It’s not what you say, it’s how you say it
As you may know, I practically live at the airport. I fly home every other week when I’m lucky, and I spend a significant amount of time observing my friends at Southwest. I’m even doing an airport-based research project this semester so I’m spending a-LOT of time with my brain engaged with all things airport.
After 40+ flights in the last year, I am keenly aware of how things work. I know how to quickly and efficiently get through security, when and how to line up for boarding, and the rules and regs that go along with being a passenger. That is not to say that I follow every rule to a T. For instance, I think the liquids and gels requirement is asinine. I admit keeping my hand lotion and sanitizer snugly in my purse during security screening instead of in a clear quart-sized Ziploc bag. (I am quite the rebel.) I’m also aware of carry-on luggage requirements–one carry-on, plus one personal item like a purse or a laptop bag. I conveniently ignore this one, too. And the thing is, for 39 flights out of 40, I’m fine. But not today…
Although my Southwest gate agent friends tend to look the other way on personal items, today the grumpy blonde bystander decided to call me out for having a purse AND a laptop bag.
Conjure up a nasal, irritated and huffy voice: “Excuse me ma’am. You’re going to need to consolidate or I’m going to have to check that red bag.”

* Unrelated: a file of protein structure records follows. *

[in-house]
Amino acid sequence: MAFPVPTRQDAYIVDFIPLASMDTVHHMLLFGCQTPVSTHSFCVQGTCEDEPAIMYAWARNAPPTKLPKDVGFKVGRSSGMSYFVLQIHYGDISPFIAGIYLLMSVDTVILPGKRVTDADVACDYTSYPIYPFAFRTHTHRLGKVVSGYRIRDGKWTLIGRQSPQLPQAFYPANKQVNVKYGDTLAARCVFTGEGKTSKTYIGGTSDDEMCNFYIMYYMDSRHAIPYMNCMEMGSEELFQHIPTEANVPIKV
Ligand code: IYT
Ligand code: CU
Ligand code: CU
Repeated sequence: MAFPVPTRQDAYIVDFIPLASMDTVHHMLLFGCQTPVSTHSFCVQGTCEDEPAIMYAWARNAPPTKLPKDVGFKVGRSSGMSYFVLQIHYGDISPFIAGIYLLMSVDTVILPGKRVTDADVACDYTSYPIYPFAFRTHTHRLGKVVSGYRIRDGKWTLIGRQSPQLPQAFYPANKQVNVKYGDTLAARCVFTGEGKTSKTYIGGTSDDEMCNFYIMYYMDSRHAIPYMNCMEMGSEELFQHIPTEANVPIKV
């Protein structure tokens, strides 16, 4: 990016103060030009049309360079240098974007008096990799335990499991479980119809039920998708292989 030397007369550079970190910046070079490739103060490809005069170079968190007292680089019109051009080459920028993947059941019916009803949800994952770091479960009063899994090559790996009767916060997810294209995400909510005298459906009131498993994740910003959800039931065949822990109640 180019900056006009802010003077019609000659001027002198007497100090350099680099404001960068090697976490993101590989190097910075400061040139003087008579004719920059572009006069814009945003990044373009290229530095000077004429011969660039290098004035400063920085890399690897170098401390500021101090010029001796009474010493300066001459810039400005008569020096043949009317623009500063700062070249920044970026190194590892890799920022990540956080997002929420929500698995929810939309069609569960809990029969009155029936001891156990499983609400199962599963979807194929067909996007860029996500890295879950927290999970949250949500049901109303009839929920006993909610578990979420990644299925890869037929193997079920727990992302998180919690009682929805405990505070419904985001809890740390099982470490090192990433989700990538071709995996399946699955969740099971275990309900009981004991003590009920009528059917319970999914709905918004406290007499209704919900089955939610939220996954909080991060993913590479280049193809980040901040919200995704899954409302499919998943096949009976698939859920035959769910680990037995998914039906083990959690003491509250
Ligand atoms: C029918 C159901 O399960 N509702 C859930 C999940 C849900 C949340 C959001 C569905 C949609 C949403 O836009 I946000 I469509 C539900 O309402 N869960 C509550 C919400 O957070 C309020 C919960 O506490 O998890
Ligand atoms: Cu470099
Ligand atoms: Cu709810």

I tried to explain that both my purse and laptop would fit neatly under the seat in front of me, thus not taking more than my allotment of overhead bin space. Unmoved, she barked at me to step out of line and figure it out. With a huff, I gave my best steely voiced “FINE” and proceeded to cram my purse into my suitcase, praising the good lord that I didn’t pack extra shoes this trip.
As I stood aside, I watched (in horror) as person after person preceded me on the plane, potentially taking MY window seat. As an obsessively punctual check-in person (I set alarms and clock in PRECISELY 24 hours in advance), I pride myself on the ability to get an A boarding group at least 96% of the time. To see those Bs walk by was just heart wrenching.
I vacillated between mad, embarrassed, chagrined and irritated as I slid myself back into line, suitcase just bulging. With a glance over my shoulder, not making eye contact with fellow passengers who had the good sense not to comment, I removed my purse and walked down the gangway. THAT’ll show her for trying to actually enforce the rules for once.
Now, I realize I’m being completely ridiculous. She *was* just doing her job and I quite knowingly tried to break the rules (as I do every other freaking flight). But she could have accomplished her task differently? Yup. Did she need to get my back up by barking at me? Um, no. Did she need to holler and give me attitude? Not really at all.
How often do we default to cranky or bitchy in interactions like this? As I am acutely aware of the potential repercussions for mouthing back (clearly she could have detained me until the very last passenger had boarded), I stayed quiet, but it would have been SO easy to sass back. And then what? In the end, I found myself surprised that an airline that so prides itself for customer service and “fun” would treat passengers in such a manner. A please and a thank you and a neutral tone of voice could go a long way here!
And so, my research project continues. I am examining emotional displays between airport/airline employees and passengers. After days like today, it’s no wonder I have something to study!
P/S Care to share your flying experiences (or want to kvetch)? I am looking for research participants! Just e-mail shawna.malvini (at) asu (dot) edu.
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